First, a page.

Doctor Sleep Avoids Most but Not All Pitfalls of Late Sequels

Doctor Sleep avoids most of the pitfalls that usually plague sequels that are released decades after the original. Still one can help but wonder how much better it would have been as a limited series directed by Michael Flanagan

Doctor Sleep avoids most of the pitfalls that usually plague sequels that are released decades after the original. Part of that reason is that unlike other attempts to do sequels to classic films, Doctor Sleep is still based on actual source material that is fairly recent. Stephen King released the followup to The Shining in 2013. This gives this story more substance than just being a sequel to The Shining. To be honest, the story told is actually interesting enough to work as a stand alone. Still, the homages to The Shining at the beginning and final act of the film feel way too heavy handed and hurt some of the freshness of Doctor Sleep.

Let’s talk about what works since there is quite a bit. The cast of this film works extremely well together. Ewan McGregor channels his inner-Obi Wan (or Qui-Gon depending on how you look at it) as the grown up Danny Torrance. Rebecca Ferguson has quickly become a personal favorite and is extremely captivating as the villain Rose The Hat. Doctor Sleep introduces the True Knot, who are essentially soul-sucking vampires who feed on the released shine of their victims. Ferguson’s Rose is the leader of this group. The true standout of this film though is Kyliegh Curran who plays Abra Stone. It’s impossible to tell that this is only Curran’s second film. She spends a lot of screen time with both McGregor and Ferguson and fits right in as a veteran. It’s exciting to think what could be in this young actress’s future (If Kevin Feige is looking for a RiRi Williams, the search might be over).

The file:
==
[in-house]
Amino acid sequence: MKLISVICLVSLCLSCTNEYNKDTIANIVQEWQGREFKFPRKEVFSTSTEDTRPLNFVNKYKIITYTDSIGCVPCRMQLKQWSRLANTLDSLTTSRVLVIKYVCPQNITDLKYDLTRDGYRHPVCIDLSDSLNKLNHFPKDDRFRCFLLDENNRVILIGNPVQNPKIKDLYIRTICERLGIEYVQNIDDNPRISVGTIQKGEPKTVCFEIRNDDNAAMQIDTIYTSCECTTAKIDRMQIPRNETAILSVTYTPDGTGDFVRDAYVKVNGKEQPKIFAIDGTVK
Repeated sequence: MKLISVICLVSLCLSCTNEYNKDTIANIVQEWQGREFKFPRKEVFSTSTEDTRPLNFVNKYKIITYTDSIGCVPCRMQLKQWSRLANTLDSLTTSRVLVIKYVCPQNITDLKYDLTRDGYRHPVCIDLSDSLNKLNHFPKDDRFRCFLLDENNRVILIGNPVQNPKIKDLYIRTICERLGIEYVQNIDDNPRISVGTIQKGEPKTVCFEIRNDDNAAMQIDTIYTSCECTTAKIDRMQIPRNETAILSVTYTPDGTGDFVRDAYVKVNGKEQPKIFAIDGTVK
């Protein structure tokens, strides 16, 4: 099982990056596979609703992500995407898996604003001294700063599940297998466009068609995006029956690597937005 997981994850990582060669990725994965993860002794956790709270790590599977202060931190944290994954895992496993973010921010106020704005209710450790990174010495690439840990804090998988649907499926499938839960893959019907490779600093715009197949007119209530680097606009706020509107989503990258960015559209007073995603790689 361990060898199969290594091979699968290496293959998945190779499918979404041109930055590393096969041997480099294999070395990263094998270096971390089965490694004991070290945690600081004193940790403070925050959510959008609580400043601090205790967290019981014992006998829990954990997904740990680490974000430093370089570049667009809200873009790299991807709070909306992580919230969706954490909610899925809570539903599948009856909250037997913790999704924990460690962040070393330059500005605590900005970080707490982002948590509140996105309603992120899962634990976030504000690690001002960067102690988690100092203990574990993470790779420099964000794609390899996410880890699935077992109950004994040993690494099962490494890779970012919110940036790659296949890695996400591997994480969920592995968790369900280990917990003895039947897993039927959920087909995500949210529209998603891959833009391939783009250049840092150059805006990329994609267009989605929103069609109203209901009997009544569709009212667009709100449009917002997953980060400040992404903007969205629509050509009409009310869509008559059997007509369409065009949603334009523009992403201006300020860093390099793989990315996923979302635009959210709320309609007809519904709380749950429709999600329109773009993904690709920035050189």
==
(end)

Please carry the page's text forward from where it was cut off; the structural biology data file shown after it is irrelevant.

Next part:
It should also be pointed out that Mike Flanagan does a great job directing. Flanagan’s last work was the much talked about The Haunting of Hill House on Netflix. He brings the same level of quality to Doctor Sleep.

What doesn’t work for Doctor Sleep is those pitfalls it spends most of the film avoiding. The more heavy-handed homages to The Shining distract from the interesting story of Abra, Rose and The True Knot. When doing a film sequel to a movie that came out almost 4 decades ago, the homages and connections are usually forced in to make sure that the audience who may not have seen the first film, can understand the new one. There are significant changes from the Doctor Sleep novel and it feels as if that was to ensure that audiences weren’t too confused by what was happening and draw more direct connections. As stated before, the story of this film could actually stand on its own without being tied directly to The Shining. Of course that’s always a balancing act. Too little attachment to The Shining and there’s a fear that audiences won’t be drawn to it. Too much and it just feels like a rehash and money grab. Doctor Sleep balances fairly well between these too but could have done a better job.

The other issue is that while 150+ minutes is long for a horror film, it still simultaneously feels not enough for a Stephen King film. Audiences will be left wondering if with someone like Michael Flanagan directing, who has already shown the capability to do a horror series, if Doctor Sleep might not have made for a better series than film. Or at the very least, been broken up into two films.

Overall this is still a good movie even with the shortcomings. It just can’t help but be felt that it could have been great instead of just good enough. 

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Charles (Kriss)

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